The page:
4. AoS doesn't represent blocks of troops, it's all skirmishers in amorphous blocks. That's not how people move around battlefields historically. When you have a battlefield of hundreds or thousands of people you use columns and squares to keep people moving about in an orderly fashion. AoS isn't a wargame, it's a flashy juvenile middle school pauldron battle.

    ReplyDelete
    Replies
    1. I will argue about the rules as they are. You like them or you don not and that is personal matter. Just play with rules you like. But stating that WFB are historical and realistic is simply not true.
      As for points 1 to 3 that is a matter of opinion. Point 4 is incorrect. People moved in blocks on the Battlefield only in the beginning of the battle as soon as that melee started, it was God for us all and everybody for themselves. When I first saw WFB on the table 20 odd years ago I was horrified by the fact that in Melee soldiers had to wait for their turn to shoot or to fight. I could not cope with that, so I started 40K, that had a more realsitic feel. Now with AoS, if you want to move in blocks you are welcome to do so. If you want to play historically "correct" (Assuming that it is even possible on a tabletop) than there other games who try to. WFB was never like that. The name says it all: Fantasy.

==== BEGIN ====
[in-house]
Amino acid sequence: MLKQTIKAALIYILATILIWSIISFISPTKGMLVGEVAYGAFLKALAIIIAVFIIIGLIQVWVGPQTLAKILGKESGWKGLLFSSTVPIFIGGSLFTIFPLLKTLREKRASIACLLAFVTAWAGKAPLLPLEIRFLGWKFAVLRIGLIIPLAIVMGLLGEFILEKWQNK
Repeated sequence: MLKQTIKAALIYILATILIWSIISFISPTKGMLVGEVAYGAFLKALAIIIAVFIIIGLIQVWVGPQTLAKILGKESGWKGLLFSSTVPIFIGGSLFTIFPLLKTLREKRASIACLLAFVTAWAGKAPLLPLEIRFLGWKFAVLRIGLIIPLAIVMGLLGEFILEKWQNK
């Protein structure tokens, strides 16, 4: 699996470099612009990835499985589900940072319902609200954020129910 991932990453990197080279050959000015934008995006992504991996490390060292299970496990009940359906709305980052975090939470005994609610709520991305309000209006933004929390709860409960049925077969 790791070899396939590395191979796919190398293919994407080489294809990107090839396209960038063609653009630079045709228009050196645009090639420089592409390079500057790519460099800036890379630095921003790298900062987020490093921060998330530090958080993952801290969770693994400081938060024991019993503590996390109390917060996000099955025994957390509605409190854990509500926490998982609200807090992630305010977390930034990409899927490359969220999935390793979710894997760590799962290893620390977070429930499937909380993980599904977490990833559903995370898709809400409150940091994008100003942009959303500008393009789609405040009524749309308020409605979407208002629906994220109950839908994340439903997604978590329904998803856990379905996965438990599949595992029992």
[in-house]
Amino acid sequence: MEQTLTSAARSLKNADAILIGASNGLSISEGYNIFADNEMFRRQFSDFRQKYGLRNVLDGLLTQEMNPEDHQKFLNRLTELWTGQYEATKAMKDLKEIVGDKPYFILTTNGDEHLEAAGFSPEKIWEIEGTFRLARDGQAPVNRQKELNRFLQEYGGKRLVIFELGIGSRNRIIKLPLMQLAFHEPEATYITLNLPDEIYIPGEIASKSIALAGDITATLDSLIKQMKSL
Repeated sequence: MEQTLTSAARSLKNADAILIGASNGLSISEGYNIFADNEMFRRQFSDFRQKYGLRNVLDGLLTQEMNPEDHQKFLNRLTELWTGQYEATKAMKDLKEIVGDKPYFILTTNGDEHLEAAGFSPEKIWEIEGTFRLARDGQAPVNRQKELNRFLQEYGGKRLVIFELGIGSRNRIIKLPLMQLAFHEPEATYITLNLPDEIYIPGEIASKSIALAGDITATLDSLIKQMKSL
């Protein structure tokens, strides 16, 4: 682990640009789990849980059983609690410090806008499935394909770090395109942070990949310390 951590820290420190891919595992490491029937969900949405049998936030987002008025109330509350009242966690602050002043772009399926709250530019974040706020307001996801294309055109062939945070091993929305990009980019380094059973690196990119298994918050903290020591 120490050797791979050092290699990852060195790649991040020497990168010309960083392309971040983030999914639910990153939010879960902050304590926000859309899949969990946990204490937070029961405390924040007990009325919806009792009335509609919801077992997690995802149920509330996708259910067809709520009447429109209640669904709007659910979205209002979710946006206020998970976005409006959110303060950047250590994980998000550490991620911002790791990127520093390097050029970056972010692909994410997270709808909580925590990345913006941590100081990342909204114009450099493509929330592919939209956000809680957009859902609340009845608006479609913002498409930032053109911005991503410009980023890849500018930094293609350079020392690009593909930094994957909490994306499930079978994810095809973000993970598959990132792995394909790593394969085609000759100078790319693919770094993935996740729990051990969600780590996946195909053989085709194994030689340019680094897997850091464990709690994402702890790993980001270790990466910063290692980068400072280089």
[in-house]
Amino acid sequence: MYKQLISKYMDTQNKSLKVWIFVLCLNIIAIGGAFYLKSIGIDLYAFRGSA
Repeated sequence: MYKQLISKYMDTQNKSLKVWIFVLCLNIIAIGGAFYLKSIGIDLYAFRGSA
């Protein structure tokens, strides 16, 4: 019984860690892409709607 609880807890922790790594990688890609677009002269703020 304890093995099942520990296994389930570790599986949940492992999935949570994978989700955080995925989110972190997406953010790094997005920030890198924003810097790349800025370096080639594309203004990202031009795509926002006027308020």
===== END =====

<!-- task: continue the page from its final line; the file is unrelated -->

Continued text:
To summerize: whether you like AoS or not, 3rd WFB, or whatever rulesset play the game you have fun with. But none of them are remotely historical nor realistic.

      Delete
    2. Everyone has to wait their turn in 40k too.
      The idea that medieval people had no battlefield discipline is kinda outdated research-wise. We just don't have a ton of surviving data points on exactly what the command structures were like, what chain of command was used, etc. But there are clear indications that they had them, there's surviving orders for some units to go out and drill X times a week with no surviving record of what the drill actually was like, for example. Likewise it is inconceivable, for example, that the Scots at Bannockburn could have coordinated their pike formations without very careful attention to detail, and they did not move the entire army en masse but had separate divisions of pike.